Thursday, March 1, 2007

The myth of the release date

Flux author S.T. Underdahl muses about release dates in the inaugural post of her new blog. She makes a good observation: "The term 'release date' has always struck me as funny; as if the book is something we've been holding captive, restrained by its binding."

I actually associate release dates not with books, but with CDs. I remember walking from my house to the mall to buy Pearl Jam's second album on its release date. It was a big deal. And we heard stories about the local indy record shop (which was too far to walk to) getting in trouble for selling copies of the album on Monday, instead of on the label-mandated Tuesday. What constituted "trouble," I can't imagine now, but it seemed plausible at the time.

For books, the opposite is true. With the notable exception of Harry Potter and a few other big-name books, few books are restrained to firm release dates. What's the point? Most publishers aren't in a position to whip readers into a frenzy of pent-up anticipation, especially for a first novel; rather, they count on books to be discovered. If we've got the book in our warehouse, in most cases our goal is to get it the heck out so they can be discovered. Ditto booksellers. Books don't sell if they're not out on the floor, so honoring the publisher's specified release date is about the last thing anyone, including the publisher, cares about.

So, yes, S.T., today is your release date, but I'm happy to report that a couple hundred readers have discovered and enjoyed your book for at least three weeks.


Brian said...

I just mentioned this on S.T.'s blog but I thought it worth bringing up here as well:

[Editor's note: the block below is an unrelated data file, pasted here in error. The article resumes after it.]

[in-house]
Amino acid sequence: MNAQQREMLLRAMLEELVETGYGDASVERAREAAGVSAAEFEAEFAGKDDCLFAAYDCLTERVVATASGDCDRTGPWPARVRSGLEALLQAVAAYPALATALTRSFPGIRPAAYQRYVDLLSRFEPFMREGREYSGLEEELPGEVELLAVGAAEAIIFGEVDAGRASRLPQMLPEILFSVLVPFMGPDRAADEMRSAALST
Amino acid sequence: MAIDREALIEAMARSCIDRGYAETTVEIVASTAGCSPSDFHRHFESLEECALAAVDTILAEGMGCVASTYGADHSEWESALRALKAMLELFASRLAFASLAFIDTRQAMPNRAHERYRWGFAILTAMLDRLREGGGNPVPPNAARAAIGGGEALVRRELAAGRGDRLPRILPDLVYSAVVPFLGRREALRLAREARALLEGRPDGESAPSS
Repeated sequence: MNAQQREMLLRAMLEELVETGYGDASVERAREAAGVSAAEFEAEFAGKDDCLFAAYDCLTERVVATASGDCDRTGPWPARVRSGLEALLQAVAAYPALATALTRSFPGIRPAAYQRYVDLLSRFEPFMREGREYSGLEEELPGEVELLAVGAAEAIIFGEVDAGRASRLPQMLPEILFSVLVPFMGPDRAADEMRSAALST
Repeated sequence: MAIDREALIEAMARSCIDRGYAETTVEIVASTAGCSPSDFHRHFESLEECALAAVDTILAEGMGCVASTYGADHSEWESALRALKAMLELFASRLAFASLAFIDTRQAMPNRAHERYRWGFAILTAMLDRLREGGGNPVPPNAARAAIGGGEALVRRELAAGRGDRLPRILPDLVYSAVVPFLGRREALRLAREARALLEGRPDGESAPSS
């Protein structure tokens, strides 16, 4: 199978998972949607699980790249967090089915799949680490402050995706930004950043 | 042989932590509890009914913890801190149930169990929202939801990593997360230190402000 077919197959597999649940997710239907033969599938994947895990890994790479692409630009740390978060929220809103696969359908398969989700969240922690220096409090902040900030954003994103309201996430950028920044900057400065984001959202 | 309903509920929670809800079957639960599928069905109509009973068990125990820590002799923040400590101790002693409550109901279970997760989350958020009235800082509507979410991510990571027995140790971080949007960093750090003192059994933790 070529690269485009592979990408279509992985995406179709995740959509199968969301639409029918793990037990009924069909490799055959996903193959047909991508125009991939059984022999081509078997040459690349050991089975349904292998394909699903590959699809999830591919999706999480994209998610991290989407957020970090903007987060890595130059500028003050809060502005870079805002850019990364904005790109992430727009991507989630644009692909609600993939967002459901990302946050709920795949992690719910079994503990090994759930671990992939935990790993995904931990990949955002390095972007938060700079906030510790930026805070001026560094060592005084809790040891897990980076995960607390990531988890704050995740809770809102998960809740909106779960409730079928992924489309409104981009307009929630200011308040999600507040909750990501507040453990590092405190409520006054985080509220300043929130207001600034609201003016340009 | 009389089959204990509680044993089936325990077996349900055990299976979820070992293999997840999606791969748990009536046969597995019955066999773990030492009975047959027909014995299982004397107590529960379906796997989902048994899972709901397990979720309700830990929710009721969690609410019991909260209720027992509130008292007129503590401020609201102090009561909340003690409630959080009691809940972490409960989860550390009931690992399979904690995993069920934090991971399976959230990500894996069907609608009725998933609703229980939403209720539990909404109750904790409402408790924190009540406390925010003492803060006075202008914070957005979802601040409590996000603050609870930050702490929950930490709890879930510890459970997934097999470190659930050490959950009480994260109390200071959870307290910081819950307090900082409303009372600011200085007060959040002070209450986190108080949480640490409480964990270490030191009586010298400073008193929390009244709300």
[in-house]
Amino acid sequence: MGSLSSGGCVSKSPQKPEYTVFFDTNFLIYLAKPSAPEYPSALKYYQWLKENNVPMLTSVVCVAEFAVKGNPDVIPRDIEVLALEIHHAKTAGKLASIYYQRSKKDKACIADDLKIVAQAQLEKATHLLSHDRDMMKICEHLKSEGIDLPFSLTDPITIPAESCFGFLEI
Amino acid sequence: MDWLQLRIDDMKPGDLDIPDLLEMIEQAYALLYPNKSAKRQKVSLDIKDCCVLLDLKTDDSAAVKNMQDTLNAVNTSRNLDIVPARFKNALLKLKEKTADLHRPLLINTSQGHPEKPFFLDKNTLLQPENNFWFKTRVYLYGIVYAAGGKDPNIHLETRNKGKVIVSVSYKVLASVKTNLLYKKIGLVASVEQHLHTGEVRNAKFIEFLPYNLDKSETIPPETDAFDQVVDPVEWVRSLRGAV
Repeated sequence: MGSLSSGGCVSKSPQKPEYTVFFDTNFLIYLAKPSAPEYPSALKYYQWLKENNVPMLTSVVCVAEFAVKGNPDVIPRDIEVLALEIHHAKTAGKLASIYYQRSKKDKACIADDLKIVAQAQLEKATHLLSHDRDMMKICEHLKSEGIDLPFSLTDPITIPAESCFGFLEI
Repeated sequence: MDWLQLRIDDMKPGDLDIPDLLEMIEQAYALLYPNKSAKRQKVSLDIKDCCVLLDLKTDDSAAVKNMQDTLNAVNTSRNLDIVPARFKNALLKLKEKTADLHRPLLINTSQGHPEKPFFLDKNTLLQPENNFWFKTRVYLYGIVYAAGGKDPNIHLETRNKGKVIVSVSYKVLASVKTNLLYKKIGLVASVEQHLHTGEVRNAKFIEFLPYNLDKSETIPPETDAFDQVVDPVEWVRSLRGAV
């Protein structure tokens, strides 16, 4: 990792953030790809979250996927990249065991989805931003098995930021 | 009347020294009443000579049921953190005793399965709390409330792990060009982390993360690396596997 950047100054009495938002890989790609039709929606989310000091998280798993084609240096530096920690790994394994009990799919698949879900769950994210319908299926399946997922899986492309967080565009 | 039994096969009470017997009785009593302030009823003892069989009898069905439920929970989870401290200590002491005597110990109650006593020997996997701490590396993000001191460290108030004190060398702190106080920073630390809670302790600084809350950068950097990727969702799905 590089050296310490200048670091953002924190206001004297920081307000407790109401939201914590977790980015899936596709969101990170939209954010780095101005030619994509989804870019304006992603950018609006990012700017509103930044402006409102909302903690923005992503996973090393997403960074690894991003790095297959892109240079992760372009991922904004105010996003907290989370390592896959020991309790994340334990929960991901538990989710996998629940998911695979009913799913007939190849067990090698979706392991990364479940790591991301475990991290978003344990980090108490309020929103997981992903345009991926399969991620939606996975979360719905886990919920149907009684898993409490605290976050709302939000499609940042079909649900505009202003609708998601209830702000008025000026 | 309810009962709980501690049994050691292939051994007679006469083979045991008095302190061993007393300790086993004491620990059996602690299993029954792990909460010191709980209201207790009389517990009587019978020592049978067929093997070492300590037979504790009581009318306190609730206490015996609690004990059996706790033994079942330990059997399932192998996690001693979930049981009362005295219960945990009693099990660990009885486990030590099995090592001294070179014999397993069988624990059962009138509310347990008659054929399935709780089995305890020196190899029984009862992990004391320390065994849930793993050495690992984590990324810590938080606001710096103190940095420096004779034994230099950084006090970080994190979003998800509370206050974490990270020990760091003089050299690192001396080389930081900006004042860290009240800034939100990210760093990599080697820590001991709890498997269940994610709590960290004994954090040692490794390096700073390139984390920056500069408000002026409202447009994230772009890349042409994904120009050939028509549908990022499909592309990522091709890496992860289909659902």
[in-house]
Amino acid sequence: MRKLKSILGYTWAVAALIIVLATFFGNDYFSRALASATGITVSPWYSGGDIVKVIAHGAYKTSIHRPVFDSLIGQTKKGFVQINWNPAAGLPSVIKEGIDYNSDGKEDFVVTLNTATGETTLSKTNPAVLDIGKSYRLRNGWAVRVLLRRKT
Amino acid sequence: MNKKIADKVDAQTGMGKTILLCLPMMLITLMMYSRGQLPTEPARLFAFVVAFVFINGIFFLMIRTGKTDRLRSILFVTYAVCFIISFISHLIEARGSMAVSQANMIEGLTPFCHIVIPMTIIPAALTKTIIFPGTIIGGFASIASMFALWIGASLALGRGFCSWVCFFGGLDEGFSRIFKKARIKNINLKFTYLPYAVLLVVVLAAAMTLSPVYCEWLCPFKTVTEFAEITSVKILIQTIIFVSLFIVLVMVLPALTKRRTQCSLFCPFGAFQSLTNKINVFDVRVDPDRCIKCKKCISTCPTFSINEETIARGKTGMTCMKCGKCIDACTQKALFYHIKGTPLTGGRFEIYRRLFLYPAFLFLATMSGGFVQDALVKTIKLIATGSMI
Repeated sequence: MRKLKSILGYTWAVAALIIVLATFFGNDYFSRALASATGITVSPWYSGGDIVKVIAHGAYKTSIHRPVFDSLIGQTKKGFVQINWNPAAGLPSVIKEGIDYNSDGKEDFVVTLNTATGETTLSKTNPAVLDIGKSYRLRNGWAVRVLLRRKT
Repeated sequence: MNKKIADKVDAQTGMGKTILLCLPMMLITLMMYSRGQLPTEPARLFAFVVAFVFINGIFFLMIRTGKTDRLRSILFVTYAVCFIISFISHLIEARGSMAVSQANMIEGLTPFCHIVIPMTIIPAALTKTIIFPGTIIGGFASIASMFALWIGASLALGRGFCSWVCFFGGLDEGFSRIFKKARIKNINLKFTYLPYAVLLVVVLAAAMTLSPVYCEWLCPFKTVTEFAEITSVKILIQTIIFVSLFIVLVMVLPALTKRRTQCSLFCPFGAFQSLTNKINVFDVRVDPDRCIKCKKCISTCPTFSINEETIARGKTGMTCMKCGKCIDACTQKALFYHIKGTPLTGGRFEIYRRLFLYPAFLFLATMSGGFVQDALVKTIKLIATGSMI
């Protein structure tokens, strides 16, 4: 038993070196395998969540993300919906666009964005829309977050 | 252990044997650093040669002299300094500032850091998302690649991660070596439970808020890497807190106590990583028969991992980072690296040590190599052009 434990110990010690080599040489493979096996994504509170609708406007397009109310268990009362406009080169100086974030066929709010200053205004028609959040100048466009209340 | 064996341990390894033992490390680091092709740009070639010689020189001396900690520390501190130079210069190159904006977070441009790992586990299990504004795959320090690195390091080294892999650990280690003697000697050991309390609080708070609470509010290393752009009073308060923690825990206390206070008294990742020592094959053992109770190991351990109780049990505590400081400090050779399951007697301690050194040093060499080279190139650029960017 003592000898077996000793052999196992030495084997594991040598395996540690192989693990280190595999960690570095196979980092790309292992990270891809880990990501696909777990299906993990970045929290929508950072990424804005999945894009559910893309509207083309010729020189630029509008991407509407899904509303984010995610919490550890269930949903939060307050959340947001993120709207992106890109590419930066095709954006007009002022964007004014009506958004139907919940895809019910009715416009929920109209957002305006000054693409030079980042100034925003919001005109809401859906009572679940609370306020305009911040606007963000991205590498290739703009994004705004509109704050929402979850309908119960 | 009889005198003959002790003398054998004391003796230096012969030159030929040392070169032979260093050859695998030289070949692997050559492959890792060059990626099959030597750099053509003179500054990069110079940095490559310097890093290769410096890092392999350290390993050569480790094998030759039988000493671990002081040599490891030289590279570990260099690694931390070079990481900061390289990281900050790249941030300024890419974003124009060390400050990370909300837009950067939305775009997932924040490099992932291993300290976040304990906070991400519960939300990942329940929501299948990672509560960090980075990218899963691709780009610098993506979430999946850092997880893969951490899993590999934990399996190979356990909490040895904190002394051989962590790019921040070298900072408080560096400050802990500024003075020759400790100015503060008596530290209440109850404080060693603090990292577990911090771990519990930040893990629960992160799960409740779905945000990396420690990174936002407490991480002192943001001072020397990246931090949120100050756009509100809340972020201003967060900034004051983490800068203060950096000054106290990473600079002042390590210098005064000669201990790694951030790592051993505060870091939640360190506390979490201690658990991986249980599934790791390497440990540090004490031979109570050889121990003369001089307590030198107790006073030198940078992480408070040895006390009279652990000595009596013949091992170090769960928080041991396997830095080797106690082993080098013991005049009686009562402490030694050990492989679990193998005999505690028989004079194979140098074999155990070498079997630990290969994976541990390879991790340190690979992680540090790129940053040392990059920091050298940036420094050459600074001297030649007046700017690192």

The true nightmare of release dates, from a publicist point of view, is that the official release date might be March 1 but most of the box stores (B&N, Borders) list the release date as the END of that month (March 30) as a "buffer zone," in case something weird happens and the books aren't in their warehouse by March 1.

Where this becomes a problem is when authors try to set up signing events for early in the month and their local B&N says, "No, we can't do a signing on March 10 because our computer says the book isn't available until March 30 and I can't order it until it's available."

Then *I* get authors on the phone, panicking, and I have to assure them that as soon as the chain has the book in their warehouse (usually 2-3 weeks BEFORE the March 1 release date), the computers will be updated and everything will go off without a hitch for that planned March 10 signing.

Ugh. It's a mess.

literaticat said...

well, except for random house, which has "strict laydown dates" (always tuesdays) for every frontlist title.

luckily, frontlist usually comes in on the friday or monday before, so it isn't hanging around for three weeks or anything.